Hydration of protein-RNA recognition sites.

Barik A, Bahadur RP - Nucleic Acids Res. (2014)

Hydration pattern in protein–RNA interfaces. In each diagram, the protein chain is shown as molecular surface and the RNA chain is shown as ribbon. The interface region is colored blue, and the interface water molecules are represented by red sphere. (A) A ‘wet’ interface between arginyl-tRNA synthetase and its cognate tRNA (1F7U; dr = 0.84). (B) A ‘dry’ interface between ribosomal protein L1 and mRNA (2HW8; dr = 1.18). (C) A ‘wet’ interface between FAB and duplex RNA (2R8S; dr = 0.95). (D) A ‘dry’ interface between CspB and single-stranded RNA (3PF4; dr = 1.46).
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Figure 5: Hydration pattern in protein–RNA interfaces. In each diagram, the protein chain is shown as molecular surface and the RNA chain is shown as ribbon. The interface region is colored blue, and the interface water molecules are represented by red sphere. (A) A ‘wet’ interface between arginyl-tRNA synthetase and its cognate tRNA (1F7U; dr = 0.84). (B) A ‘dry’ interface between ribosomal protein L1 and mRNA (2HW8; dr = 1.18). (C) A ‘wet’ interface between FAB and duplex RNA (2R8S; dr = 0.95). (D) A ‘dry’ interface between CspB and single-stranded RNA (3PF4; dr = 1.46).
Mentions: Depending on the spatial distribution of the interface waters, macromolecular interfaces can be distinguished into ‘wet’ and ‘dry’ categories (25). We used dr (as described in the ‘Materials and Methods’ section) to quantify the ‘dry’ and ‘wet’ protein–RNA interfaces. Figure 5 shows the spatial distribution of the interface waters in four protein–RNA complexes. Interfaces with tRNA and duplex RNA are generally ‘wet’ with an average dr of 0.86 and 0.98, respectively, whereas the interfaces with ribosomal proteins and single-stranded RNA are ‘dry’ with an average dr of 1.17 and 1.07, respectively (Table 2). The interface of arginyl-tRNA synthetase and its cognate tRNA (PDB id: 1F7U) contains 116 waters. They are distributed throughout the interface, making it ‘wet’ (dr = 0.84; Figure 5A). All the tRNA interfaces in this dataset are ‘wet’ with dr between 0.67 and 1.00. On the other hand, all the interfaces with ribosomal proteins are ‘dry’ with dr >1.0. This is evident in the ribosomal protein L1–mRNA interface (PDB id: 2HW8), where the waters are distributed along the periphery of the interface, making it ‘dry’ (dr = 1.18; Figure 5B). With few exceptions, majority of the interfaces involving duplex RNA are ‘wet’ with an average dr of 0.98. This is evident in the Fab–RNA interface (PDB id: 2R8S) where the waters are distributed throughout the interface, making it ‘wet’ (dr = 0.95; Figure 5C). In spite of few exceptions, majority of the interfaces involving single-stranded RNA are ‘dry’ with an average dr of 1.07. Figure 5D shows a ‘dry’ interface between cold shock protein B and single-stranded RNA (PDB id: 3PF4) where the waters are distributed along the periphery of the interface (dr = 1.46). The distribution of the dr values for the 89 interfaces is shown in the Supplementary Figure S4. A two-tailed t-test (at α = 0.05 level of significance) shows that there is a significant difference (P-value 2.34E-18) between the ‘dry’ and ‘wet’ interfaces separated by cut-off value 1.0.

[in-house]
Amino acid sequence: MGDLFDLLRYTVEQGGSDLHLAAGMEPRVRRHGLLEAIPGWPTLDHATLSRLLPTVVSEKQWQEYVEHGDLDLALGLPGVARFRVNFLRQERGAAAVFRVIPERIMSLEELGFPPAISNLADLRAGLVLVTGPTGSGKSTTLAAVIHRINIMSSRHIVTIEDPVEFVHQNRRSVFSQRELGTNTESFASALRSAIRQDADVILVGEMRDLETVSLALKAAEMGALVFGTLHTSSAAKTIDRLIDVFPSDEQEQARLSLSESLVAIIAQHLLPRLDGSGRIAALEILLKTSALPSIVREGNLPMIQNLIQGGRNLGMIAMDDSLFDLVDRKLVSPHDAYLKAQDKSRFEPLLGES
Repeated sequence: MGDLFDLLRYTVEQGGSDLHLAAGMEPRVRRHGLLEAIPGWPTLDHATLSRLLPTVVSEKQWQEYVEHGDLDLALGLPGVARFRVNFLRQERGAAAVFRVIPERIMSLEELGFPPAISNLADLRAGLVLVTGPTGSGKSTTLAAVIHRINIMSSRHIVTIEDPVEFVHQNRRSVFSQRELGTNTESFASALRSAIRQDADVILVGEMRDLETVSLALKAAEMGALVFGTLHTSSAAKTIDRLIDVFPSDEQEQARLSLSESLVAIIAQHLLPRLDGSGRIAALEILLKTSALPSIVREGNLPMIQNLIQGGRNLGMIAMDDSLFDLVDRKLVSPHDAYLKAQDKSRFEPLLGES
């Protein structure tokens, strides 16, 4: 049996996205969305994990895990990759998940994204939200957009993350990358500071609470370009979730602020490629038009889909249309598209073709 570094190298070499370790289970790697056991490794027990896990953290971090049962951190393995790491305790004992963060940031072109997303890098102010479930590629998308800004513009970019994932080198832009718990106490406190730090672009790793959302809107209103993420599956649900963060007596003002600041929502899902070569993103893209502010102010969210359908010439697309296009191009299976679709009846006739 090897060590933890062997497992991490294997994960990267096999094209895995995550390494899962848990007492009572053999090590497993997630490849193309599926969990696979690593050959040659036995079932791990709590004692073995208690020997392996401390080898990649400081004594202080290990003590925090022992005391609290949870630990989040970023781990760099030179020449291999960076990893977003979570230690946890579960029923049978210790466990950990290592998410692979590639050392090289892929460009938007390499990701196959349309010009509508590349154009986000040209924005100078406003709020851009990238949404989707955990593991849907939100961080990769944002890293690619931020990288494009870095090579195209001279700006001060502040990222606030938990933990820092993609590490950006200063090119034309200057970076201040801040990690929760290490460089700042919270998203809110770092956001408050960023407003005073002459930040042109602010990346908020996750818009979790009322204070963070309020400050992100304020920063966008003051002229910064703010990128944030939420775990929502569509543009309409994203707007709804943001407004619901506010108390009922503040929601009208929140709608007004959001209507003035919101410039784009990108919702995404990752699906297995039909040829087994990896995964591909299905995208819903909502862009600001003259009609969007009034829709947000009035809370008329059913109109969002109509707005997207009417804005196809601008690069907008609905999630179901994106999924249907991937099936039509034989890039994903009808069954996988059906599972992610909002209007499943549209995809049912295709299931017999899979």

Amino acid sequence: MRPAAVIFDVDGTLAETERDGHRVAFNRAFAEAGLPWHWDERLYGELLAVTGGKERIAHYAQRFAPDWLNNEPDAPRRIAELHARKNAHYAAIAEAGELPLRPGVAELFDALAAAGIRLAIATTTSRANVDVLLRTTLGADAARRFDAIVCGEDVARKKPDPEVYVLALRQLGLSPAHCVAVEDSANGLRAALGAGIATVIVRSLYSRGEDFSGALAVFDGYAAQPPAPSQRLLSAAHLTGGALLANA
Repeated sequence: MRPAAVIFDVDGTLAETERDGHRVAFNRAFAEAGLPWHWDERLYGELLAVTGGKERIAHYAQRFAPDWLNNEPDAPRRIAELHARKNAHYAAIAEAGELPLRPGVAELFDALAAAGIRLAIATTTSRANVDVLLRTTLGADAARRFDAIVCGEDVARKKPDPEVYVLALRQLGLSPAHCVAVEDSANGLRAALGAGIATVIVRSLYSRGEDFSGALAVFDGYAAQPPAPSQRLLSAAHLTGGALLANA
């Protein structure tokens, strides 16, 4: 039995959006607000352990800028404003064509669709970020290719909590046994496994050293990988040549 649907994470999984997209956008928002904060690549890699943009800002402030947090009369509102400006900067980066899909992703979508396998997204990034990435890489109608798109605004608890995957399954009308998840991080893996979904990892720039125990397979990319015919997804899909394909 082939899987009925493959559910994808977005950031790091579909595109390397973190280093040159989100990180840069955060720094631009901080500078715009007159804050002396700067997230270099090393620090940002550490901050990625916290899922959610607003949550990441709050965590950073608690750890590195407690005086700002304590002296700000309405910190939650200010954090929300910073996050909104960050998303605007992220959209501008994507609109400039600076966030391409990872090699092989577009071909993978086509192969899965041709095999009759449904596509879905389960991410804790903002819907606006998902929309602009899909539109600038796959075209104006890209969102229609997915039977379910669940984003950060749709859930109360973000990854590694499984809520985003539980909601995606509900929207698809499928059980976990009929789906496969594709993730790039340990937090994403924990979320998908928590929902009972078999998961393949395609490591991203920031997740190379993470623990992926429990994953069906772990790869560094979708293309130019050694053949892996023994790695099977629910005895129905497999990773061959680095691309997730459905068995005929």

Bottom Line: Majority of the waters at protein-RNA interfaces makes multiple H-bonds; however, a fraction do not make any.The preserved waters at protein-RNA interfaces make higher number of H-bonds than the other waters.Preserved waters contribute toward the affinity in protein-RNA recognition and should be carefully treated while engineering protein-RNA interfaces.

View Article: PubMed Central - PubMed

Affiliation: Department of Biotechnology, Indian Institute of Technology Kharagpur, Kharagpur-721302, India.

Show MeSH
Related in: MedlinePlus